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Shawshank Redemption Essay Research Paper 2

Shawshank Redemption Essay, Research Paper Red and Brooks are characters with many similar traits and had gone through many of the same circumstances, but one main difference allows on man to survive outside of Shawshank and the other unable to cope with the outside world. That one main difference was a man named Andy Dufresne.

Shawshank Redemption Essay, Research Paper

Red and Brooks are characters with many similar traits and had gone through many of the same circumstances, but one main difference allows on man to survive outside of Shawshank and the other unable to cope with the outside world. That one main difference was a man named Andy Dufresne.

Both Brooks and Red entered the confines of the Shawshank Correctional Facility as youths, but left its walls as old men. They both had seen many dozens of prisoners come and go as well as the tenures of three wardens. They spent decades behind a small walled enclosure and got used to it.

Prison life, although similar in many aspects to the outside world, is its own society. Prison is a microcosm of outside society. There are fewer people and the roles they play are more defined. Life for the prisoners is much more controlled.

In the beginning, the prisoners loathe prison life. They come to feel restricted in everything they do. Simple activities that they once took for granted, such as using the restroom, are taken from them ? granted only when told to do so. As time progresses, they come to accept prison?s daily routine. The prisoners grow accustomed to being told what to do, then doing it. When enough time passes, prison life is all the life that they know. Acceptance of their controlled life becomes dependence as they are no longer able to function on their own, but rely on being told what to do. In the final stages, the prisoners loose their individual wills.

Red understood the dynamics of prison all too well and labeled the process as being institutionalized. "These walls are funny. At first you hate them, then you get used to them. Enough time passes, it gets so that you get to depend on them."

Brooks and Red are both institutionalized men. They lived out most of their lives in prison and were out of touch with the outside. "I had once seen an automobile as a kid, but they?re everywhere now" (Brooks). The two men had missed the earth spinning beneath their feet and ended up as foreigners in their own native land. For Brooks and Red, the only life they had known was life within the walls of Shawshank. For over four decades, the two men were told when they could wake up, when they could eat, when they could use the bathroom, and when they could sleep. But as they became used to life in Shawshank, they had found their niche in its society. In prison the two men played important roles. Red was a man who could get things and Brooks was the prison?s librarian. Their roles in Shawshank gave them a sense of who they were and a feeling of self worth.

To the outside world, Brooks and Red were old ex-prisoners who lacked any useful skills. They were too old to be of any use, and even if they were, couldn?t be trusted. Both men understood what their new role outside of prison would be and also knew that the outside would be too alien for them to adapt. Outside, there were too many variables and too many things that could happen. Life on the outside was chaos and fear. When the two men had been released, they only thought about how they could get back into prison. All they wanted was to get back home. In the end, Brooks, unable to adapt, kills himself while Red continues with his life.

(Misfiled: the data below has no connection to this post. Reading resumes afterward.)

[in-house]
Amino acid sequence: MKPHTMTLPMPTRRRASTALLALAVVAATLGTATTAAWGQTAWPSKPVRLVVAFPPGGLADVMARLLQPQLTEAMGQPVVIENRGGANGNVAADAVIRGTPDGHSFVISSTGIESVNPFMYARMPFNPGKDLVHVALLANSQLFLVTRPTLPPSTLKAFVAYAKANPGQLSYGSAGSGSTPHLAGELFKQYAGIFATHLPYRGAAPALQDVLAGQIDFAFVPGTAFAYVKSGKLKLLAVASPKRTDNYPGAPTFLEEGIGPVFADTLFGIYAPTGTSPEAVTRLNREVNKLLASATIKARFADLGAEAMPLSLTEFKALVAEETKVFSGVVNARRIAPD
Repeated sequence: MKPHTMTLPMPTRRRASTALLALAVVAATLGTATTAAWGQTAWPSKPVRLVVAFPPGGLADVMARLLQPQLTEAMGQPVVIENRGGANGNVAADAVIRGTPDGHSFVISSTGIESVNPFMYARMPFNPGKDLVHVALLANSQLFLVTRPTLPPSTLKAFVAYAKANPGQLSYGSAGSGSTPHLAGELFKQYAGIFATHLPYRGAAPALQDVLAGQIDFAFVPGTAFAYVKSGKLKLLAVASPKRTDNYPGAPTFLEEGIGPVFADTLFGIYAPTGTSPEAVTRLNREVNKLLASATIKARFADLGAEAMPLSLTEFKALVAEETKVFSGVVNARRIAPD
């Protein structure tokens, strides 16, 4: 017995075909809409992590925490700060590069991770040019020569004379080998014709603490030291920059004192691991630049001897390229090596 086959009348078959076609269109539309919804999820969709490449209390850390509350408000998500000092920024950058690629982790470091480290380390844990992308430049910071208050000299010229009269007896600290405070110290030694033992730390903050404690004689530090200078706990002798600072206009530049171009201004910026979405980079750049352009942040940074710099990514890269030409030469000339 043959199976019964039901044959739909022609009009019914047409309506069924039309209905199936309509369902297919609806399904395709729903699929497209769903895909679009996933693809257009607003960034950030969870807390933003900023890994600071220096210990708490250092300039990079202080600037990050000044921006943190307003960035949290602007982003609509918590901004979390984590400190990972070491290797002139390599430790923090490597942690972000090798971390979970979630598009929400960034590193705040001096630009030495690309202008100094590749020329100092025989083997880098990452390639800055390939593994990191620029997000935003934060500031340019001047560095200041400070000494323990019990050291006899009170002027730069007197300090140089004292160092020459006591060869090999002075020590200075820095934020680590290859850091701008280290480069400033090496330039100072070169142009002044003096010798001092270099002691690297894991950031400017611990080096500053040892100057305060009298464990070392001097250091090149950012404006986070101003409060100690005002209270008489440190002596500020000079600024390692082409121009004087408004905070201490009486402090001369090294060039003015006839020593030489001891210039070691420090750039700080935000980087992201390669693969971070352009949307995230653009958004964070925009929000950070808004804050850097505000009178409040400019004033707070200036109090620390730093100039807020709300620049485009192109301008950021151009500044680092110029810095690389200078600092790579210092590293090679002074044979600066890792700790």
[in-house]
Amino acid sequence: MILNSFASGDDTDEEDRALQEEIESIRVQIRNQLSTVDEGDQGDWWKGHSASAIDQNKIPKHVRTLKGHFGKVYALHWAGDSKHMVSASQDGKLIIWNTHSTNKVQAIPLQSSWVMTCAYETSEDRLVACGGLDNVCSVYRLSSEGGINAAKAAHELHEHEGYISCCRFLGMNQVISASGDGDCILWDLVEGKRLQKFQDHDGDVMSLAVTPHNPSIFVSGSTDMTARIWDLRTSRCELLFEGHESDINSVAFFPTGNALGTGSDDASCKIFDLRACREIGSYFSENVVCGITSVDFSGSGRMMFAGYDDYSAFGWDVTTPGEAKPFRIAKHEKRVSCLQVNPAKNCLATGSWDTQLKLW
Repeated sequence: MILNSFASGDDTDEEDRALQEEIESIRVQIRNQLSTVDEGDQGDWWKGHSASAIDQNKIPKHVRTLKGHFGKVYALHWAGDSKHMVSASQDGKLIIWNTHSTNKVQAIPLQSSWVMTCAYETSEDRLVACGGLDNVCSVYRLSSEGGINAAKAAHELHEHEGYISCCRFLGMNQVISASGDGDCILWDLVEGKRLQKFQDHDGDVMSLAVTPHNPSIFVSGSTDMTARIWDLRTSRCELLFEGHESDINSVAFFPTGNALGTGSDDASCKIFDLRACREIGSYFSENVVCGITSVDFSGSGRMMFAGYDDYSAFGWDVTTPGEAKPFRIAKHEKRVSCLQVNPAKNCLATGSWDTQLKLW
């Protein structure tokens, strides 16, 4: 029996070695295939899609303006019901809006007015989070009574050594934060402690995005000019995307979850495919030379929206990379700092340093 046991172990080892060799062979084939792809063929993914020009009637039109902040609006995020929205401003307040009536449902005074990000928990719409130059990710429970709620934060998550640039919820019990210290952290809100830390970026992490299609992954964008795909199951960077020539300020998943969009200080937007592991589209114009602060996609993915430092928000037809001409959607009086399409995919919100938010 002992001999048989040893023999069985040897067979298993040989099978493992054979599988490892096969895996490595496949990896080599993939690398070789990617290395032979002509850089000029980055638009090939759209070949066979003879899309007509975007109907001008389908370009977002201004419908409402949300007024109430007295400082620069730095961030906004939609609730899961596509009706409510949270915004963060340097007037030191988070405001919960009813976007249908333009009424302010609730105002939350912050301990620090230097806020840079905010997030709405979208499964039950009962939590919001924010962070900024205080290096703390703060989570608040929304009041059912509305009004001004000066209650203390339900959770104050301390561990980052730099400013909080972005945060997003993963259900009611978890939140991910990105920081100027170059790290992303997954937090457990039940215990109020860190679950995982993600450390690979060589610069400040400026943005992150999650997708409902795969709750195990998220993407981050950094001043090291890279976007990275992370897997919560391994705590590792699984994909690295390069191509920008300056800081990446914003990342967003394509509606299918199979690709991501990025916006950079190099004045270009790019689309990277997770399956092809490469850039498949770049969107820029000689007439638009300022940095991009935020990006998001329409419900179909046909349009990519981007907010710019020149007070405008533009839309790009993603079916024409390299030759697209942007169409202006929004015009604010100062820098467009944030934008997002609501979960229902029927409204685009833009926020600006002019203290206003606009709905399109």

Only one difference allows Red to continue living while Brooks died; the difference is who their friend was. The two had many friends, many of them mutual friends, but each man spent his time with only one. That friend for Brooks was Jake, a crow. Brooks had raised Jake from the time he was a hatchling until the day he released him on the same day he was freed from prison. For Red, his companion was Andy Dufresne ? an ex-banker who shaped rocks.

In many ways, the friends that Brooks and Red choose are symbolic looks into their futures. Brooks was a lonely old man who longed for a companion and found it in a crow. Literature has always used the crow as a harbinger of death, so it is not surprising that Brooks later comes to embrace it. Literary references aside, Brooks does not make it on the outside simply because he is alone. He worked bagging groceries and returned each day from work to a strange, empty apartment room. Brooks tried to find purpose in his life by going to the park to feed the birds, wistfully hoping that Jake would come and visit. The old man knew though that all his wishing was in vain, so instead of living his life in fear and without meaning, he ended his life. Red?s friend Andy was much the same way. Andy spent a great deal of his time in prison carving rocks. He took formless masses and gave them perpose. When Red was released from prison, his life mirrored Brooks. He had the same job, the same apartment room, and the same feeling of alienation. The only difference was that Red had a promise to Andy that instilled within him a sense of perpose.

Although Brooks and Red had a difference of friends, the real difference was hope. Red had said, "When they put you [in prison] for life, that?s what they take, the important part anyways." The final stage of being institutionalized is the removal of all hope. Both Brooks and Red had gone through its final stage, but Red?s friendship with Andy gave Red a glimmer of hope. Brooks and Red, although slightly different, were essentially the same in every way. It?s just that hope had set Red free.

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